The Toyota Sienta Is A Pocket-Sized Seven-Seat Minivan

Reveal / 11 Comments

This thing makes a Sienna look like a monster truck.

  • Toyota Sienta revealed as a tiny seven-seat van
  • Hybrid and non-hybrid three-cylinder engine options
  • Prices start at around $14,000, but it won't be sold in the US

The Chevrolet Suburban is the American idea of a seven-seat passenger vehicle. Across the Pacific Ocean in Japan, they have a very different vision of how to transport seven people. Say hello to the Toyota Sienta, not to be confused with the US spec Toyota Sienna. It's a new compact vehicle that lends new meaning to the "mini" portion of the term minivan.

The Sienta launched in 2003, but this new model caught our attention because it proves you don't need a massive V8 engine to carry seven people.

Despite having three rows of seating, the Sienta only measures 169.3 inches long. To put that in perspective, the Escalade is 211.9 inches long, and the Sienna is 204.1 inches. Toyota was clever here, adding 20 millimeters (0.78 inches) to the cabin height to provide more interior space.

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Rear seat legroom was improved for this third-generation model, along with a ceiling air circulator to reticulate the A/C around the cabin and UV/IR blocking functions to keep the space more comfortable. For additional sun protection, sunshades are available on the rear sliding doors.

The cabin employs what Toyota calls "Shikakumaru" design with circles and squares. In simple terms, the Sienta's interior has clever storage details and pictograms to show how those areas can be used. There is an armrest hook on the driver's seat for grocery bags, two seat-back smartphone pockets with USB-C ports for phones, large cupholders in the doors and dashboard, and a selection of dealer add-on storage accessories.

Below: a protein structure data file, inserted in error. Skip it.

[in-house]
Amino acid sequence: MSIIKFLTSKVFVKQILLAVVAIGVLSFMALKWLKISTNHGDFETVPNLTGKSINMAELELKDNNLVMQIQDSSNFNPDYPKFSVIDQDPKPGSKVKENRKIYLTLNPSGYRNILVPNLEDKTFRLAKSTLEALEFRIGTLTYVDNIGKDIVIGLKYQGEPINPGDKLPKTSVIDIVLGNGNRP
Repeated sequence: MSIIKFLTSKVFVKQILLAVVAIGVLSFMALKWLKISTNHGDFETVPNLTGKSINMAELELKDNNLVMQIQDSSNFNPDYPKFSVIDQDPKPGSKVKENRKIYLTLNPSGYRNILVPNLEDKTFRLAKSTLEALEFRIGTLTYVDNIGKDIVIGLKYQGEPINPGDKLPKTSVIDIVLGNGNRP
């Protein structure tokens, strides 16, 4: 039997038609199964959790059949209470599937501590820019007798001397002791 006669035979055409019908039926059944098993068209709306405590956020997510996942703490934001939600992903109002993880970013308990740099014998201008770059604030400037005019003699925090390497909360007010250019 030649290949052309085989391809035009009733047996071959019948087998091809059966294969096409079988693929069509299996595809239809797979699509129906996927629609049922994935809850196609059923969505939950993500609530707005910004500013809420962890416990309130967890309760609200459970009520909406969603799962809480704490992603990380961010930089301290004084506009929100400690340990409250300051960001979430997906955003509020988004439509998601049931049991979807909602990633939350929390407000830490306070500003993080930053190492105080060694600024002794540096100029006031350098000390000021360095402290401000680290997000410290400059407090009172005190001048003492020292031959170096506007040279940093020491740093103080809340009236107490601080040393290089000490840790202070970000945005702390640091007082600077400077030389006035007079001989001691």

Hands-free dual power sliding doors and a low floor make it easy to get in and out of the vehicle. Toyota offers five-seat and seven-seat variants and several Welcab models that provide easy wheelchair access.

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Much like the Sienta itself, the engine options under the hood are diminutive and are shared with the JDM Yaris.

The base powertrain is a 1.5-liter Dynamic Force three-cylinder engine mated to a Direct Shift continuously variable transmission, sending the power to the front wheels only.

Toyota will also sell a hybrid variant based around the same 1.5-liter engine, with the option of an E-Four all-wheel-drive system. Together, the engine and electric motor produce 72 horsepower. That might seem minuscule compared to the Sienna's 245 hp output, but it's a much larger and heavier vehicle.

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Still, we can't help but wonder whether 72 horses is enough once you load it up with seven people. Seven average-sized Americans will add roughly 1,500 pounds. Add that to the 2,900 lbs curb weight, and you have a tiny three-pot trying to move 4,400 lbs. For reference, the curb weight of an entry-level Sienna is 4,610 lbs.

There's no chance that a vehicle like the Sienta will come to the United States. It's too small for our market, where even our "compact" crossovers will dwarf the pocket-sized minivan.

That being said, we wish more small vehicles from Japan were available here. The base model starts at around $14,000 (converted from the Japanese Yen), while the fully-loaded hybrid with eAWD tops out at just under $23,000. Even a base

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